How sale/leaseback can be a tool for companies to raise capital, finance growth

The topic of sale/leaseback is back in vogue after spending the last few years in limbo. A tool companies can use to raise capital to finance growth, sale/leaseback can even help companies get out of debt.

“It tends to work well in environments where you have investors actively looking for property and businesses doing well,” says Alec Pacella, a senior vice president at NAI Daus. “There should be an active pool of investors on one side and companies that are doing well and have prospects for doing even better if they can get an injection of capital on the other side.”

Smart Business spoke with Pacella about the process of selling property and leasing it back — and how it can be a win-win for both parties.

What is attractive about a sale/leaseback?

The investor gets a good piece of real estate with a good, growing company. The company gets to access capital at basically little or no cost, unlock the real estate capital and reinvest the proceeds into its business. Then it can earn a substantially higher return on that capital versus having locked-in real estate and earning little.

It is an opportunity to acquire real estate as a long-term lease with a long-term tenant in place. But because there is usually only one tenant, it’s an indirect investment into the company. If a company goes bankrupt, then the investor has an empty building.

On the investor side, what types of concerns should be examined?

An investor has to avoid paying either under market or over market for either the purchase or the leaseback. The more the tenant is willing to pay in rent, the higher the value of the real estate.

Let’s say it is only a $5 market and the tenant is paying $8 in rent. That is probably not the best situation. If the tenant does happen to leave, it’s important for the rent to be near what the market is bearing.

Another factor for an investor to consider is whether the property is a specialty building. Maybe it is a facility with heavy power demands and low ceilings, so it is not generic. That’s good in some ways because then the company is tied to it. It would be hard to replicate that somewhere else.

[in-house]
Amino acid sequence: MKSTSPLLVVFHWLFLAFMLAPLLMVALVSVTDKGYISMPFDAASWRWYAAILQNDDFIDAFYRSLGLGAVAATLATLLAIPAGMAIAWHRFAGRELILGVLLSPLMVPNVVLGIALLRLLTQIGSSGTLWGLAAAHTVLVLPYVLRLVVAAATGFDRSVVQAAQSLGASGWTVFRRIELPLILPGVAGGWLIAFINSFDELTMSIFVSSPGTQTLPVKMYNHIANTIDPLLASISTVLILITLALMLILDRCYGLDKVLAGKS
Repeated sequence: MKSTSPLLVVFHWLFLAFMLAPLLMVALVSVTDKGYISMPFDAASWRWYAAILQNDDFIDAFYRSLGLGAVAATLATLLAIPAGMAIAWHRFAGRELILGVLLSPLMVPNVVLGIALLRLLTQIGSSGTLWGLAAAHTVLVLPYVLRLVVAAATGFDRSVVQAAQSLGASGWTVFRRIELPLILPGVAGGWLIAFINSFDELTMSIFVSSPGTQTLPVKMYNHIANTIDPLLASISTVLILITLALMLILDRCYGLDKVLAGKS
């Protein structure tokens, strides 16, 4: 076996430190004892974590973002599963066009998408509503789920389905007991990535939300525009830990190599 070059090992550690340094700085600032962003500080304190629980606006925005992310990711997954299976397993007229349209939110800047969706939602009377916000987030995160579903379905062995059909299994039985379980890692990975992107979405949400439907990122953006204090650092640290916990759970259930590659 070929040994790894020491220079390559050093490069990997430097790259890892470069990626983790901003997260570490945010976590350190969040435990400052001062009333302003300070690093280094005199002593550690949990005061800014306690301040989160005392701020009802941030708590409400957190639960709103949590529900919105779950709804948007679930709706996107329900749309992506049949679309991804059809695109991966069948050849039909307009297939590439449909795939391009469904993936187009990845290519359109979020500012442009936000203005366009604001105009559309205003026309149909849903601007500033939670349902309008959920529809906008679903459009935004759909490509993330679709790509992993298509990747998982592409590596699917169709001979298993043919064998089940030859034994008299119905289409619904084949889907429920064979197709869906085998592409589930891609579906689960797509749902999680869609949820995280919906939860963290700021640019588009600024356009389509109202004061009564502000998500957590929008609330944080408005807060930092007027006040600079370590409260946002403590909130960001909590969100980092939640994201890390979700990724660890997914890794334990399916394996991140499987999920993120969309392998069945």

If, however, that tenant does happen to move or has to downsize and that building comes back to the investor vacant, it may be a challenge to find another tenant.

What are some issues as far as the tenant is concerned?

The first is that the tenant (the former owner) is losing control of the building. The tenant can’t make alterations or expansions without getting the consent of the landlord.

When the tenant has a high-quality image, there should be teeth in the lease that the desired property image will be maintained.

The second concern is that once a company sells its property and leases it back, it loses control of its destiny. The company is in that building until the lease is up. There is nothing to stop the landlord from not renewing the lease.

What is a reasonable time for a lease in a sale/leaseback situation?

Sometimes there are shorter terms, such as five years, but usually for investors that is a red flag, prompting the question of why the landlord won’t extend it.

Seven years is about the least amount of time to reasonably consider. Ten or 12 years is a more common length. Some leases are for 15 years but that is a long time. The tenant may start having problems as that lease nears its end.

Are there any issues relating to the proceeds from a sale/leaseback?

Sometimes it may be a substantial influx of capital. The investors will want to know how the capital will be spent. After all, they are indirect investors in the business. A lot of private companies have a hard time with transparency, so they should be prepared for that issue.

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